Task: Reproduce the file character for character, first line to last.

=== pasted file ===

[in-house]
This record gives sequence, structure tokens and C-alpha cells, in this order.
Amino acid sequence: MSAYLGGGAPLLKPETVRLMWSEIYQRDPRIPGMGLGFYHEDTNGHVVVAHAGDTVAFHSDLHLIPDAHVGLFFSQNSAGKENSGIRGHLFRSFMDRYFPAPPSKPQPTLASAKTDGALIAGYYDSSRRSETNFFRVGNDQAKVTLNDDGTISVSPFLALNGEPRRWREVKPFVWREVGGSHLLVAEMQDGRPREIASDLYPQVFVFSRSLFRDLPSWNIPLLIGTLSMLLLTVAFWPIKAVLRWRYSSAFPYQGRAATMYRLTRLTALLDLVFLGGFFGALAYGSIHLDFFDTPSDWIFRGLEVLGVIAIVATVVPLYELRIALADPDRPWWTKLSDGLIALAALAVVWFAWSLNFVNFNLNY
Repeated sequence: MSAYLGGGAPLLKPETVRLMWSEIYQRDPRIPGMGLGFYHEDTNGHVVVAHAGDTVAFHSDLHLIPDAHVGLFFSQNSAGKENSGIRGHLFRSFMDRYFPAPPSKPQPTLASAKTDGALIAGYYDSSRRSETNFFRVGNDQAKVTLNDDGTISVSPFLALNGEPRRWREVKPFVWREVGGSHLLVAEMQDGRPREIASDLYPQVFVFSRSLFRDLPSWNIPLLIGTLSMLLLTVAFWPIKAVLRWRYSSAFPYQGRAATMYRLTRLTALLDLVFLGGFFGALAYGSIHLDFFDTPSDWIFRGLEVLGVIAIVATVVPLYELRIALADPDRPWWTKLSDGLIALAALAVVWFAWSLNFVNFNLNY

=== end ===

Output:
[in-house]
This record gives sequence, structure tokens and C-alpha cells, in this order.
Amino acid sequence: MSAYLGGGAPLLKPETVRLMWSEIYQRDPRIPGMGLGFYHEDTNGHVVVAHAGDTVAFHSDLHLIPDAHVGLFFSQNSAGKENSGIRGHLFRSFMDRYFPAPPSKPQPTLASAKTDGALIAGYYDSSRRSETNFFRVGNDQAKVTLNDDGTISVSPFLALNGEPRRWREVKPFVWREVGGSHLLVAEMQDGRPREIASDLYPQVFVFSRSLFRDLPSWNIPLLIGTLSMLLLTVAFWPIKAVLRWRYSSAFPYQGRAATMYRLTRLTALLDLVFLGGFFGALAYGSIHLDFFDTPSDWIFRGLEVLGVIAIVATVVPLYELRIALADPDRPWWTKLSDGLIALAALAVVWFAWSLNFVNFNLNY
Repeated sequence: MSAYLGGGAPLLKPETVRLMWSEIYQRDPRIPGMGLGFYHEDTNGHVVVAHAGDTVAFHSDLHLIPDAHVGLFFSQNSAGKENSGIRGHLFRSFMDRYFPAPPSKPQPTLASAKTDGALIAGYYDSSRRSETNFFRVGNDQAKVTLNDDGTISVSPFLALNGEPRRWREVKPFVWREVGGSHLLVAEMQDGRPREIASDLYPQVFVFSRSLFRDLPSWNIPLLIGTLSMLLLTVAFWPIKAVLRWRYSSAFPYQGRAATMYRLTRLTALLDLVFLGGFFGALAYGSIHLDFFDTPSDWIFRGLEVLGVIAIVATVVPLYELRIALADPDRPWWTKLSDGLIALAALAVVWFAWSLNFVNFNLNY